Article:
Amusing ourselves to death / 24 October 2011
The 2011 Rugby World Cup held here in New Zealand has made headlines continuously during the event, and many months prior. Preceding the start, the entire country was readying itself to showcase the splendour of what the environment has to offer, and culture has to give. Everything about rugby dominated the news, TV, and internet. And just about everywhere one went, the conversation was about rugby. To give an example, I watched a news interview of someone who had the job of painting stripes on a sidewalk. Only, these stripes were important because they were specifically for the Rugby World Cup.
Little did many people know that the very same week of the opening of the Rugby World Cup, another event was being held at the same time – in the same place: The Pacific Islands Forum, 2011. It was here that something far more important was happening. Kiribati President, Anote Tong, delivered a message that he’s been spreading for the eight years he’s been the country’s leader – that the seas are rising; His country and his people’s way of life are threatened by the increasing tides. It’s the same story, yet, there seemed to be a shift in his message. The main message was less observational in what happening in Kiribati and what we need to do to change our ways to stop it. We know all of that information already. Instead, it was a sobering analysis of options for when the tides get too high.
On his way to the forum in Auckland, United Nations Secretary General Ban Ki-Moon made a stopover in Kiribati to see the plight of the country first-hand. He visited Beka Ni Koora, a village that has already relocated its homes and people because of the rising sea levels. Here, the village struggles to obtain enough freshwater resources, and consequently, food.
Clearly, Tong’s message has reached some very influential leaders. Unfortunately, however, money seems to speak louder than words and we cannot talk ourselves out of this problem. A 2009 estimate to protect Kiribati’s core infrastructure put the bill at just under $1 billion dollars. According to Tong, they might – might - have just enough money to finish one seawall. The leading option for Kiribati is to seek asylum in countries like Australia and New Zealand. When asked if his country has been offered land, Tong movingly stated: "Well, isn't that the question. I think I've always appealed to the morality of humanity. And we are challenging humanity to answer that question."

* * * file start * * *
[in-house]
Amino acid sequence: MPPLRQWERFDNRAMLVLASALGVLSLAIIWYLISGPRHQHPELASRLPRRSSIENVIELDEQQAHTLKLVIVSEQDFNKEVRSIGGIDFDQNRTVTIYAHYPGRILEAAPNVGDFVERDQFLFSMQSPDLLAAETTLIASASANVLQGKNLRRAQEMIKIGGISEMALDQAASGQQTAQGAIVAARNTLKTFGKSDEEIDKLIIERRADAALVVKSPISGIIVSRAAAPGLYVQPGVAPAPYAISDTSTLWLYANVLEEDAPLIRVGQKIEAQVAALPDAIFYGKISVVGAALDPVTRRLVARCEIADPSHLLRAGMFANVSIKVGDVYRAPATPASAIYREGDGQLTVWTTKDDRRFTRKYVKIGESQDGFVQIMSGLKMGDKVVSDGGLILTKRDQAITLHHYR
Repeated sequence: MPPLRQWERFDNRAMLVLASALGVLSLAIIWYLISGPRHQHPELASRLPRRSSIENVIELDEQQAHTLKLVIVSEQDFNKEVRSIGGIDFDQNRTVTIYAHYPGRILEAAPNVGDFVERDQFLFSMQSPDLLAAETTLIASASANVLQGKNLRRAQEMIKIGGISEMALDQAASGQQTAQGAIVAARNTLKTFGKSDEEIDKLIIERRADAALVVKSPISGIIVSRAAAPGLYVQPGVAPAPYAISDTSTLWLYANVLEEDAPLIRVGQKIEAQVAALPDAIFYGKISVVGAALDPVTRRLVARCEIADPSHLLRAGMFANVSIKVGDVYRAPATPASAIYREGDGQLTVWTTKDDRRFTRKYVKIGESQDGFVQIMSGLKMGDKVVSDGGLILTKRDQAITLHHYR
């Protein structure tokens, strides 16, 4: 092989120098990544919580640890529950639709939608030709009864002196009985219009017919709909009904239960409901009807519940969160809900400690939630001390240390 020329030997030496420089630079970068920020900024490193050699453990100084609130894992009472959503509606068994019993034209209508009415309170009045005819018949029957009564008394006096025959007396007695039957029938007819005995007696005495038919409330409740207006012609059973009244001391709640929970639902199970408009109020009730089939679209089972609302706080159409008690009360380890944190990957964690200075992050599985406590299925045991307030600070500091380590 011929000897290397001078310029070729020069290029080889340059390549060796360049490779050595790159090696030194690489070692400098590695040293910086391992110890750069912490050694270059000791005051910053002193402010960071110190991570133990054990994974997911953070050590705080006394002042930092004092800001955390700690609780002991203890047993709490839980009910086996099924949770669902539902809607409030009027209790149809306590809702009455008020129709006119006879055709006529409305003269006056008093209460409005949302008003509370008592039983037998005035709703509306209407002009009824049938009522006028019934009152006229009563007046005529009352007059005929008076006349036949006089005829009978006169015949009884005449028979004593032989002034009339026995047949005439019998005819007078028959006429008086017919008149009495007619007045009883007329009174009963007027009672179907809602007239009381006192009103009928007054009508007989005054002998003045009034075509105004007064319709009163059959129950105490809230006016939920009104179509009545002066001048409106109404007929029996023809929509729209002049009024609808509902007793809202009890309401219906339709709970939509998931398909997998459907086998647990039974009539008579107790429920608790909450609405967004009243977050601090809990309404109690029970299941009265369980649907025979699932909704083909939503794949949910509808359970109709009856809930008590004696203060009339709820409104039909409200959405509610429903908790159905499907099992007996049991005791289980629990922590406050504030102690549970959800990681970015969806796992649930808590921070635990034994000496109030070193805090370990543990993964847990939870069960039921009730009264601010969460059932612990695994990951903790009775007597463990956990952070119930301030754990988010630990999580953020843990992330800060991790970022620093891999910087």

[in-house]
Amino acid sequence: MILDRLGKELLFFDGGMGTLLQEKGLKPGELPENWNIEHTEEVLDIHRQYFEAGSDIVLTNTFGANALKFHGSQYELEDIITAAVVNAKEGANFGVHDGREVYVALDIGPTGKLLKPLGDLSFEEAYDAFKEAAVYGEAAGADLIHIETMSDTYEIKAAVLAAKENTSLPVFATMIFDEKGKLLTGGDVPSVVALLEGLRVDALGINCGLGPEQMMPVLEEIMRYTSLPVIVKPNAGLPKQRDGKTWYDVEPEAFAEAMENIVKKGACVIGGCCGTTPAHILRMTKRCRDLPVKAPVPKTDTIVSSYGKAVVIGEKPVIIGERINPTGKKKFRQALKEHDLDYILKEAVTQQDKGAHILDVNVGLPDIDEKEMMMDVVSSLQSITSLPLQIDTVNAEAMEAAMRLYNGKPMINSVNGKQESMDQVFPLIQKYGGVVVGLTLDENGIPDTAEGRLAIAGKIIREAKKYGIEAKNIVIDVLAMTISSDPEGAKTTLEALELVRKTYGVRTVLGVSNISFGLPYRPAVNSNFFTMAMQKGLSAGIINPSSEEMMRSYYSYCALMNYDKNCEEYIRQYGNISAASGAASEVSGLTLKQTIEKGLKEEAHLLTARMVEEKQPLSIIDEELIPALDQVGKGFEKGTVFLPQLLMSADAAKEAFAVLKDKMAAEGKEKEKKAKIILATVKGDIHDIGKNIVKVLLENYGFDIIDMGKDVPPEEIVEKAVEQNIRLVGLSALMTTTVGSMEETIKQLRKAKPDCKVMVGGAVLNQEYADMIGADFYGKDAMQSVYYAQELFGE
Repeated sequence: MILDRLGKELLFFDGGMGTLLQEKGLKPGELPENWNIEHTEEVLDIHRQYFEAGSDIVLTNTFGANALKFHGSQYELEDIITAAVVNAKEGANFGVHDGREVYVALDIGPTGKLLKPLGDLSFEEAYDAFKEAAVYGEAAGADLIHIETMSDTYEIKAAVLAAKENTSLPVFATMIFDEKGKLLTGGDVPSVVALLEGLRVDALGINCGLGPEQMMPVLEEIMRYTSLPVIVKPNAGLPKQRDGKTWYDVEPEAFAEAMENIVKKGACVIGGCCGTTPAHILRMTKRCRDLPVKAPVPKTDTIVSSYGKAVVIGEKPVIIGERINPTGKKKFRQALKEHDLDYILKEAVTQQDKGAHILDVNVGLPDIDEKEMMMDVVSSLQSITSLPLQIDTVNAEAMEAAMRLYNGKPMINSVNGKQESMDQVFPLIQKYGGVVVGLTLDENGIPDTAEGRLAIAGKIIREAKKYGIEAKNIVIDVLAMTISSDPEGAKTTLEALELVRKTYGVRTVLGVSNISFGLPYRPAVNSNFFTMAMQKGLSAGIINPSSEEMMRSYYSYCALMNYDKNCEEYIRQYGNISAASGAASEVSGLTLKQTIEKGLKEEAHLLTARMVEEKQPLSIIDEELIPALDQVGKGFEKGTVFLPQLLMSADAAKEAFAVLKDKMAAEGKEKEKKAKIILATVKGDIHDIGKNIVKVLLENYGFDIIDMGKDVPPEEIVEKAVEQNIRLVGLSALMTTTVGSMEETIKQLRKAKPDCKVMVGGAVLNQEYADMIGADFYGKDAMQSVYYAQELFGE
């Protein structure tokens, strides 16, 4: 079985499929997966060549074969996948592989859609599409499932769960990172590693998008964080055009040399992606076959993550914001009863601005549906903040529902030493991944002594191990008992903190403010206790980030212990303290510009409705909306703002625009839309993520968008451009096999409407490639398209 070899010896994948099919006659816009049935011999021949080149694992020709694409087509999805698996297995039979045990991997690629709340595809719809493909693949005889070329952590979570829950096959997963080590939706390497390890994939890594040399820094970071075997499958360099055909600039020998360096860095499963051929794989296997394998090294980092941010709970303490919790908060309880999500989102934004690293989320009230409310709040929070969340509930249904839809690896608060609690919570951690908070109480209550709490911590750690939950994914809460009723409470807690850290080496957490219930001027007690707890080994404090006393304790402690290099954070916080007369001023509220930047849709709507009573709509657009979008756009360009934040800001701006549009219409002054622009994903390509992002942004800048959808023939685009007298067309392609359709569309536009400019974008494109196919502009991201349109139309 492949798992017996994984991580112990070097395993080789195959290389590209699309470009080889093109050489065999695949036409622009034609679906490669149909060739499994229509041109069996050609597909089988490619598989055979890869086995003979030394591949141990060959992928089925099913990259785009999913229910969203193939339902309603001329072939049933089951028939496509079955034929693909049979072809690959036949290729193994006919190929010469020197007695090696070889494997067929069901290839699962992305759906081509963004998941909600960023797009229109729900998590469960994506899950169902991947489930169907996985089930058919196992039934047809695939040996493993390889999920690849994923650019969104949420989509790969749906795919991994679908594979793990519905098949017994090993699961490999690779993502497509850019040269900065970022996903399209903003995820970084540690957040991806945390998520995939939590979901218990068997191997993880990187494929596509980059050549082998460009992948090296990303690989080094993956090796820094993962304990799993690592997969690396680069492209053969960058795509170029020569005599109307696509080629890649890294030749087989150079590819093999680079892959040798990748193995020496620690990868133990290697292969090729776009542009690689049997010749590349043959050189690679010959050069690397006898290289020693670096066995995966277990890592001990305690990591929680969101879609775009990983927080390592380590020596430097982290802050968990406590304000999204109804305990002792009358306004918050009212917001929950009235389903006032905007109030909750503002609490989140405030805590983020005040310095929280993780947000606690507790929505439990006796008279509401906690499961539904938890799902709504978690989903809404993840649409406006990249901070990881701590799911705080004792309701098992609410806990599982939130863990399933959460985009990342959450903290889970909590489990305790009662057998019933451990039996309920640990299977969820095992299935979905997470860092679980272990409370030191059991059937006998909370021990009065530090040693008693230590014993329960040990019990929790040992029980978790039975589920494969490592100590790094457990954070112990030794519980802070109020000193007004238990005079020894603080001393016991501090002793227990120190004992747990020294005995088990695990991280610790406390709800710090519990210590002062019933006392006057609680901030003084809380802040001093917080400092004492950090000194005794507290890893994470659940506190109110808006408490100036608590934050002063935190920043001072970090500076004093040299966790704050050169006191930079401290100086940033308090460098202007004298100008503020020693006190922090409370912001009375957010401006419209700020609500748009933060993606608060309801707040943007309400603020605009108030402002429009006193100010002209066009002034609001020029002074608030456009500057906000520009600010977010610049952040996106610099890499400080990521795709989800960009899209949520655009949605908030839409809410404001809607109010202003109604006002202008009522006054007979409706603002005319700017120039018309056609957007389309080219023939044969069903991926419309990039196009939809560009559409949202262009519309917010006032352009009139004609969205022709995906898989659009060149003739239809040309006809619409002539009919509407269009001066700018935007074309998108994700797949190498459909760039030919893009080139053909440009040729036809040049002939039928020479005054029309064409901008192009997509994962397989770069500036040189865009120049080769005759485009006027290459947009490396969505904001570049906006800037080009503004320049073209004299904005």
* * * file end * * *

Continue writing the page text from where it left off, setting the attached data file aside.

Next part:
I’d like to think that people care more about the plight of a nation than of rugby – that perhaps if a little more coverage of the Pacific Islands Forum occurred (i.e. at the very least, taking over the paint stripe segment) then people would at least become a bit more aware. It’s easy to watch rugby or that of any other entertaining item where we can switch off a good portion of our brains. In Amusing Ourselves to Death, Neil Postman stated that television as a form of entertainment is a passive activity whereby no form of actual intellectual involvement is required. Further, because passive entertainment dominates the ratings (and therefore the pocketbooks of the network), it leaves little room for more intellectual, informative programs. Doing the right thing is not always easy, but if we want to make positive changes for our future, we will have to take action and not stand by idly or relinquish our brains to continuous passive entertainment.
I don’t mean give up Rugby or our favourite sitcoms on TV – I’ve certainly enjoyed catching some of the rugby games when I can and definitely enjoyed the exciting final with the All Blacks taking the Cup – but we need to perhaps put in a little more effort to not only keep informed, but do what we can with the resources we each have so that the plight of a nation isn’t overshadowed by who makes the starting line up of the All Blacks and the volume of paint needed for a particular section of sidewalk.
To learn a little more of how the rising sea levels affect Pacific Island communities, please check out the film trailer for the documentary “There Once Was an Island”. Our sister organization, Okeanos Foundation, also stores some great articles on marine conservation and climate change written by noteworthy scientists, and they will continue to add to their resources. And please, use your resources – share this on your facebook sites to educate others. One of our best assets we have is knowledge. Let’s spread this around so we can all then take action in the best way each of us individuals have the ability to do so!